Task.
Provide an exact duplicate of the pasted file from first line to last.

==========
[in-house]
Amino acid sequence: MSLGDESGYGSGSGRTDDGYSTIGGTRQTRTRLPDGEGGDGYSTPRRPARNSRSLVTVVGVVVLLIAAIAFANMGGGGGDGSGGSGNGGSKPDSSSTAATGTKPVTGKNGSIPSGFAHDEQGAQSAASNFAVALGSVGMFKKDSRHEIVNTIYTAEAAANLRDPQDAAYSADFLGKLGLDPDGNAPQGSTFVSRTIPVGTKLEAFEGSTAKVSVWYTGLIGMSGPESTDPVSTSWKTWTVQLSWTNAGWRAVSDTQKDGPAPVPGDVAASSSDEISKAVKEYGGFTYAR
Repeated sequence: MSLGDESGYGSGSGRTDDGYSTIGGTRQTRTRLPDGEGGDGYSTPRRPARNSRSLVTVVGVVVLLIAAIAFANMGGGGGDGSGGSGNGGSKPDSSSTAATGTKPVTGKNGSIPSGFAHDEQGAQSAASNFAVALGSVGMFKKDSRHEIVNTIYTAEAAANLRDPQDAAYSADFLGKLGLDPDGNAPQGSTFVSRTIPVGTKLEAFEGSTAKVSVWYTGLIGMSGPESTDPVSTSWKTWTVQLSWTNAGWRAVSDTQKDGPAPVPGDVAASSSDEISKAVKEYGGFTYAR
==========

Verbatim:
[in-house]
Amino acid sequence: MSLGDESGYGSGSGRTDDGYSTIGGTRQTRTRLPDGEGGDGYSTPRRPARNSRSLVTVVGVVVLLIAAIAFANMGGGGGDGSGGSGNGGSKPDSSSTAATGTKPVTGKNGSIPSGFAHDEQGAQSAASNFAVALGSVGMFKKDSRHEIVNTIYTAEAAANLRDPQDAAYSADFLGKLGLDPDGNAPQGSTFVSRTIPVGTKLEAFEGSTAKVSVWYTGLIGMSGPESTDPVSTSWKTWTVQLSWTNAGWRAVSDTQKDGPAPVPGDVAASSSDEISKAVKEYGGFTYAR
Repeated sequence: MSLGDESGYGSGSGRTDDGYSTIGGTRQTRTRLPDGEGGDGYSTPRRPARNSRSLVTVVGVVVLLIAAIAFANMGGGGGDGSGGSGNGGSKPDSSSTAATGTKPVTGKNGSIPSGFAHDEQGAQSAASNFAVALGSVGMFKKDSRHEIVNTIYTAEAAANLRDPQDAAYSADFLGKLGLDPDGNAPQGSTFVSRTIPVGTKLEAFEGSTAKVSVWYTGLIGMSGPESTDPVSTSWKTWTVQLSWTNAGWRAVSDTQKDGPAPVPGDVAASSSDEISKAVKEYGGFTYAR